Firsthand experience is often lauded as the best teacher for college students who would like to discover their career paths and transition into the professional world. In the US, enrolled Indonesian students can obtain such experience from internships. However, even internships are not available to every students since selective employers tend to prefer seeing working experiences on applicants’ resumes.
So, is this a dead-end for most students? No, it shouldn’t be. This is because students can – if they’re unable to access that experience themselves – learn from other individuals, such as professionals in the US who are willing to share their professional experiences through a networking or mentorship program. Other than Indonesia Menggobal’s annual mentorship program, Garuda Bisa, based in the US, is a professional networking platform in which students can be paired up professionals in a six-week mentorship program.
So what are the more concrete reasons for forging meaningful professional connections?
I. Mentorship as Platform for Sharing, Learning, and Empowering
To start off this topic, I’d like to quote a saying from Keith Ferrazzi (founder of an American consulting firm focused on behavioural sciences):
The currency of real networking is not greed, but generosity.
When I was in the stage of switching job from my first employer to the second, I was privileged enough to be referred and recommended by few of my Indonesian friends. They were very generous to share their advices with me, which left a lasting impression on me. I am a firm believer that my circle of Indonesian friends had facilitated me – and indeed, empowered me – to be a candidate who was more ready to face interviews, and whatever else that may come. Now, I am in the same boat as those friends of mine. As an Indonesian professional working in the US, I could advise students who are eager to work here. As I witnessed firsthand that job-seeking process is never as easy and straightforward, I am passionate about assisting Indonesian students to be a fresh graduate who are ready to be hired by US companies.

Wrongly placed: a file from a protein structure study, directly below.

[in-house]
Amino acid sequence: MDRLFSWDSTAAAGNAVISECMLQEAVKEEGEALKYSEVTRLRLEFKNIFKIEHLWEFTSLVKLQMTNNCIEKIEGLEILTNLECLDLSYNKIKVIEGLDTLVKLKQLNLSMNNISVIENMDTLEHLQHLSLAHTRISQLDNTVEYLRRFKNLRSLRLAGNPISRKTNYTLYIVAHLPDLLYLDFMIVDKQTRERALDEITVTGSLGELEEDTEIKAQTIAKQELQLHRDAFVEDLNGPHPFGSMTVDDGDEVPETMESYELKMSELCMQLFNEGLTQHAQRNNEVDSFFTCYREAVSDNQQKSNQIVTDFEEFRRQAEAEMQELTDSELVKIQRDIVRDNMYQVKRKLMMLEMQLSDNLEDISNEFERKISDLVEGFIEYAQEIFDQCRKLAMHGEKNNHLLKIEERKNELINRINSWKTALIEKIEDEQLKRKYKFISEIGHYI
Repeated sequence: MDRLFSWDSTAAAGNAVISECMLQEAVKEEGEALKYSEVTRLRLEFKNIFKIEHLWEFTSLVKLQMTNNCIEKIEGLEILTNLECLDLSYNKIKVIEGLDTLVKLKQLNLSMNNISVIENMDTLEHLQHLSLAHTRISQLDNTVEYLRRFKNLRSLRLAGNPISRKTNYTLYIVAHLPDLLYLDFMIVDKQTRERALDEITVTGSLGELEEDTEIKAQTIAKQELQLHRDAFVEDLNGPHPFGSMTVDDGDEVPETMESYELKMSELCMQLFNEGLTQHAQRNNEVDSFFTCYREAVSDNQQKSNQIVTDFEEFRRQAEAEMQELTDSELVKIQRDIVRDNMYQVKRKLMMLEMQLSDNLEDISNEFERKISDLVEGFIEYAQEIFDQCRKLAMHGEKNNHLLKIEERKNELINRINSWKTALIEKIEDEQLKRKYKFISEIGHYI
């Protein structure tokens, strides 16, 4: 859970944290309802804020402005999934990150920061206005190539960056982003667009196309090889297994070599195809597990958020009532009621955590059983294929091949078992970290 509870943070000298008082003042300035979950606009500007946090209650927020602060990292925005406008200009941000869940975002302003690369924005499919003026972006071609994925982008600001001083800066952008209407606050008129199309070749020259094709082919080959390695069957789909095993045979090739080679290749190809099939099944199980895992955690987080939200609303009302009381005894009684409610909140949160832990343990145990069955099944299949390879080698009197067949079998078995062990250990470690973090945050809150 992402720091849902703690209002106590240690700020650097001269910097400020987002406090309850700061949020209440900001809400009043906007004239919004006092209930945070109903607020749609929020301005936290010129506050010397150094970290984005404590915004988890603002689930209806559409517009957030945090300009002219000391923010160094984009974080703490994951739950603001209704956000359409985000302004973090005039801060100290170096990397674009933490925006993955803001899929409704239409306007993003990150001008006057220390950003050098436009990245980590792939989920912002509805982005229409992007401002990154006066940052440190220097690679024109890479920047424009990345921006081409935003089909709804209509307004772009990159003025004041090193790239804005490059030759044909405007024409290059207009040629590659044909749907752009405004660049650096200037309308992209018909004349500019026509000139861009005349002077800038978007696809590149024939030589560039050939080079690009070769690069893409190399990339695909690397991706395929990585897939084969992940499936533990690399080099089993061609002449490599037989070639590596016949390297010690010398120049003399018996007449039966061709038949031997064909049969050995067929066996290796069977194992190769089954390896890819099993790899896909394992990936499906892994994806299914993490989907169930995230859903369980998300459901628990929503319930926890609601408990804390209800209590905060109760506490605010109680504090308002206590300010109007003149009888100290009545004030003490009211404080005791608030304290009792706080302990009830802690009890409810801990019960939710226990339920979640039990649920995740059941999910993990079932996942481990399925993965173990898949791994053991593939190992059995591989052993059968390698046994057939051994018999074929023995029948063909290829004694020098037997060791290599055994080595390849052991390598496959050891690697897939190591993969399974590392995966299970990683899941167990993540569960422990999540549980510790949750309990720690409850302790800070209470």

Mentorship platforms where Indonesian professionals and students can connect will provide insights that can guide students who are transitioning from college to the professional world. I found that mentorship programs are proven to be an asset for students, as they may learn from their mentors’ successes and failures.
While you can always derive knowledge from textbooks, you can never directly interact with it to solicit and receive response. It is simply a one-way flow of information, unlike when you see and talk to people. This gave me another perspective on the word “sharing,” which was introduced earlier. Sharing means learning. Not only we learn to develop our communication skills, but we also learn how to listen to others and absorb their wisdom. It is true how you can sometimes learn more through active listening than you can by talking. More than anything, sharing means empowering one another. I will always remember how during my struggle to secure a job here in the US, I talked to many people who patiently teach me key strategies in landing my dream job. I had many confusions during this phase. Do I need to go to a staffing agency? Do I have to aim at only Fortune 500 companies? How about a two-page resume with lengthy-sentences? How about “making up” resume with “white lie”? I’ve found that these questions are very common for Indonesian students and a targeted and effective mentorship program can deliver tangible results.
II. The Three C’s: Connect, Communicate & Collaborate
As you are perhaps already aware of (with networking seminars or professional gatherings that are circulating on social media), business networking has become more and more popular. Both professionals and students can surely profited from this connection. Students and professionals alike should not underestimate them merits from this network platform. Networking between the mentor and the mentees is an ongoing and hopefully a lasting activity, even if the outcome is not immediate. For instance, one of my mentees has gotten a job with a reputable company within the oil industry. You may ask, as a mentor, what do I get from his success? Probably nothing! But, let’s say, if I am planning to switch my job (currently I am working in software company) to oil industry, will I call him to find out career opportunity in his current company? Probably I will! This is where connecting, communication, and collaborating could play a pivotal role in the professional and personal development of students and those who are already working.
Now, as you embark on your professional adventure in the US, remember: Anda Pasti Bisa!
Content edited by Artricia Rasyid
Photo Credit: Author’s Collection and news.euspert.com